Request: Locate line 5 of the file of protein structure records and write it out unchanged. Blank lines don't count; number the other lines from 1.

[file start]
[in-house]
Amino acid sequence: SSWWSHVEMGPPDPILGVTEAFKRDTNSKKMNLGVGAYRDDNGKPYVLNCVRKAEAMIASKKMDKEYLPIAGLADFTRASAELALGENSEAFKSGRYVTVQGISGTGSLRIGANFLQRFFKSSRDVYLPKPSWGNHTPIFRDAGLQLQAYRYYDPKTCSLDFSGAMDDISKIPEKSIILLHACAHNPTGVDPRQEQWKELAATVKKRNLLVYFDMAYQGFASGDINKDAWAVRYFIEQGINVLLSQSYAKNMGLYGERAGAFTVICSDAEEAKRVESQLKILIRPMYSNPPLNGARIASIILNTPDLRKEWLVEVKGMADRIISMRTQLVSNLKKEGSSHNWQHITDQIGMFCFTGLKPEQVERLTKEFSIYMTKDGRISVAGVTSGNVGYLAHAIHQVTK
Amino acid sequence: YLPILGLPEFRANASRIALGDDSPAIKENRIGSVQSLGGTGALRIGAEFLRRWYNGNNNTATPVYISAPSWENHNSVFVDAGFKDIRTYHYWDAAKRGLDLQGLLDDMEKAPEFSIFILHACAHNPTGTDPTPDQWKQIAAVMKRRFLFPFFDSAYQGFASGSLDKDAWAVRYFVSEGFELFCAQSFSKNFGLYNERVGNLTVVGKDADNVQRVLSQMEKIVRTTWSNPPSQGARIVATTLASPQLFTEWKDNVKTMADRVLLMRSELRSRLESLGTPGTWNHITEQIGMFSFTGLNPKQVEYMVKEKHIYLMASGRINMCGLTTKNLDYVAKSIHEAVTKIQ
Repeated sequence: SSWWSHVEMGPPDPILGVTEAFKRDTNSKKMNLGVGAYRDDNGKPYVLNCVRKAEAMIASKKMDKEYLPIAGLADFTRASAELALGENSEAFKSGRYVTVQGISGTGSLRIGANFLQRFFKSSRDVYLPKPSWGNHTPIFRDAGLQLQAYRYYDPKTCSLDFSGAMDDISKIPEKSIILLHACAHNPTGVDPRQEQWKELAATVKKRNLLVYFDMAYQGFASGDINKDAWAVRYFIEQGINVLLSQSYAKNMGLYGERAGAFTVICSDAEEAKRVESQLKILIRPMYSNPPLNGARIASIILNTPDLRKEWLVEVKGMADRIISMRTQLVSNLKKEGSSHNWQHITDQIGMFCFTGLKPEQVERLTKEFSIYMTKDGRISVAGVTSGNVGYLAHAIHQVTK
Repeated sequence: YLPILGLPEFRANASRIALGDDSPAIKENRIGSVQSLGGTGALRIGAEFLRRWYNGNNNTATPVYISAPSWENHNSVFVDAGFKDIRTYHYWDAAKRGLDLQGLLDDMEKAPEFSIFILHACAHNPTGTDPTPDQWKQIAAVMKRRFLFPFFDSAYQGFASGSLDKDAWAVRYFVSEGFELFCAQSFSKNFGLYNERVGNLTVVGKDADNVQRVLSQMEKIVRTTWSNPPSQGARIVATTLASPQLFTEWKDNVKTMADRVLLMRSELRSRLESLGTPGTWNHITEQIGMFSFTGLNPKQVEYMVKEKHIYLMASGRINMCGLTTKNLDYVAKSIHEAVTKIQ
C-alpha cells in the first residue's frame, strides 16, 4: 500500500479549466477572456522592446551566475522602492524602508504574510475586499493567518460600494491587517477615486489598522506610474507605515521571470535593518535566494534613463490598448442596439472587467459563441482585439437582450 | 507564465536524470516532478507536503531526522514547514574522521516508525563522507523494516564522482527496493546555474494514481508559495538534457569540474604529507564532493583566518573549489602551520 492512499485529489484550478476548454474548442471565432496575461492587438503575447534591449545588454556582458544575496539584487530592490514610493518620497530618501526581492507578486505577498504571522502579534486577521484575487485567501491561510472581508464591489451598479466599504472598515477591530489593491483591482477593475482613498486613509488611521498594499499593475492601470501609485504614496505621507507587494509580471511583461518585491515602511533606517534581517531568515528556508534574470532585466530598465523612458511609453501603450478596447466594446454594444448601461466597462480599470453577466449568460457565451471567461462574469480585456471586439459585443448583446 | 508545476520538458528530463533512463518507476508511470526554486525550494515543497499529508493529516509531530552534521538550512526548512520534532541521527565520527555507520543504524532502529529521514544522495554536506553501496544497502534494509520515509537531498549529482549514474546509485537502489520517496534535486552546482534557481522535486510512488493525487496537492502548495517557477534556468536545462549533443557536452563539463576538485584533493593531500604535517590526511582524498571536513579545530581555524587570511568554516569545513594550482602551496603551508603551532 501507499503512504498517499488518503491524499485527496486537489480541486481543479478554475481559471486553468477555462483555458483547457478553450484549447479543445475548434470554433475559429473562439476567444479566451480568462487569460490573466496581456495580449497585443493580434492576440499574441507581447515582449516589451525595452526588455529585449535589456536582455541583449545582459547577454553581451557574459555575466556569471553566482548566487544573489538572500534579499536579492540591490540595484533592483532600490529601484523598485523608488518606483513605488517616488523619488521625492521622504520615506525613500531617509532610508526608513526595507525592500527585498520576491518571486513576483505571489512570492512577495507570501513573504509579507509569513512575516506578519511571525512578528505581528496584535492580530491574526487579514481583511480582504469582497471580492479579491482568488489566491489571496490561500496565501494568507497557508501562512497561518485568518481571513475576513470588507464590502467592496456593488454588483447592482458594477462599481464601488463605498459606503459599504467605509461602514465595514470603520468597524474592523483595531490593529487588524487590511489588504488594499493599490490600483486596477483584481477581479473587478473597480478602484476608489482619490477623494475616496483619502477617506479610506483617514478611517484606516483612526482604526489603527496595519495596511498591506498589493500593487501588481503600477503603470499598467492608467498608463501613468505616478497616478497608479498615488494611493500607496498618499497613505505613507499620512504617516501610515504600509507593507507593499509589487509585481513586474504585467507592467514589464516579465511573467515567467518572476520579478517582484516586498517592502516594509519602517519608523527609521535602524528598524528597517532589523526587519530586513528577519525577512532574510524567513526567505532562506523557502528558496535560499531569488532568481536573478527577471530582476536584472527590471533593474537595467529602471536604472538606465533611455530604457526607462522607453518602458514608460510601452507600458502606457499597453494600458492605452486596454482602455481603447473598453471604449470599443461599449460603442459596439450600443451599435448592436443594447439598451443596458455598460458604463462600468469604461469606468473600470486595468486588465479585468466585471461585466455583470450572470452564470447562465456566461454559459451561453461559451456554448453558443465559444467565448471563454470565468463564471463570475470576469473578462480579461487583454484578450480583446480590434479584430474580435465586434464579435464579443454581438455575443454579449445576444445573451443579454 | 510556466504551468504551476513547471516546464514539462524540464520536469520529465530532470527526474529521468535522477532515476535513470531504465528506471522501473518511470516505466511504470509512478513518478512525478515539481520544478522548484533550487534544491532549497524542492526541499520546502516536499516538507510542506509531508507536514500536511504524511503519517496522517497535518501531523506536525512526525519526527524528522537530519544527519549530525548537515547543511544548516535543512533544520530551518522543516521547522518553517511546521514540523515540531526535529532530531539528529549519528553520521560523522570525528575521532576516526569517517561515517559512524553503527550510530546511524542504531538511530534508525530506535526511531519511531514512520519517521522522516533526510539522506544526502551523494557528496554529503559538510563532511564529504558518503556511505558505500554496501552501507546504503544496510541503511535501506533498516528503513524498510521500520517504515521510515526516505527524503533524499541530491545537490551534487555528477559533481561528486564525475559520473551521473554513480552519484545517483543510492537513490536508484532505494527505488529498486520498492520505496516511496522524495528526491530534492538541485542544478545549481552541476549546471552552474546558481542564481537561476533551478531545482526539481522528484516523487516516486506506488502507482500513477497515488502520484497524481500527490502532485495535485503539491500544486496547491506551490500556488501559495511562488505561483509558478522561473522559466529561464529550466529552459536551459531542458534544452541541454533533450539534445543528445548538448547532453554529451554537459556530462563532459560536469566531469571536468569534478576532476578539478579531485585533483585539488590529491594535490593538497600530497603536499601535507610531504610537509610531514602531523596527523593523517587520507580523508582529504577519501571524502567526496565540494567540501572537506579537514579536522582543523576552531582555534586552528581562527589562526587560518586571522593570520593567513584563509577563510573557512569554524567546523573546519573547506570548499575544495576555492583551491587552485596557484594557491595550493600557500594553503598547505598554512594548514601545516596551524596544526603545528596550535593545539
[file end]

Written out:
Repeated sequence: YLPILGLPEFRANASRIALGDDSPAIKENRIGSVQSLGGTGALRIGAEFLRRWYNGNNNTATPVYISAPSWENHNSVFVDAGFKDIRTYHYWDAAKRGLDLQGLLDDMEKAPEFSIFILHACAHNPTGTDPTPDQWKQIAAVMKRRFLFPFFDSAYQGFASGSLDKDAWAVRYFVSEGFELFCAQSFSKNFGLYNERVGNLTVVGKDADNVQRVLSQMEKIVRTTWSNPPSQGARIVATTLASPQLFTEWKDNVKTMADRVLLMRSELRSRLESLGTPGTWNHITEQIGMFSFTGLNPKQVEYMVKEKHIYLMASGRINMCGLTTKNLDYVAKSIHEAVTKIQ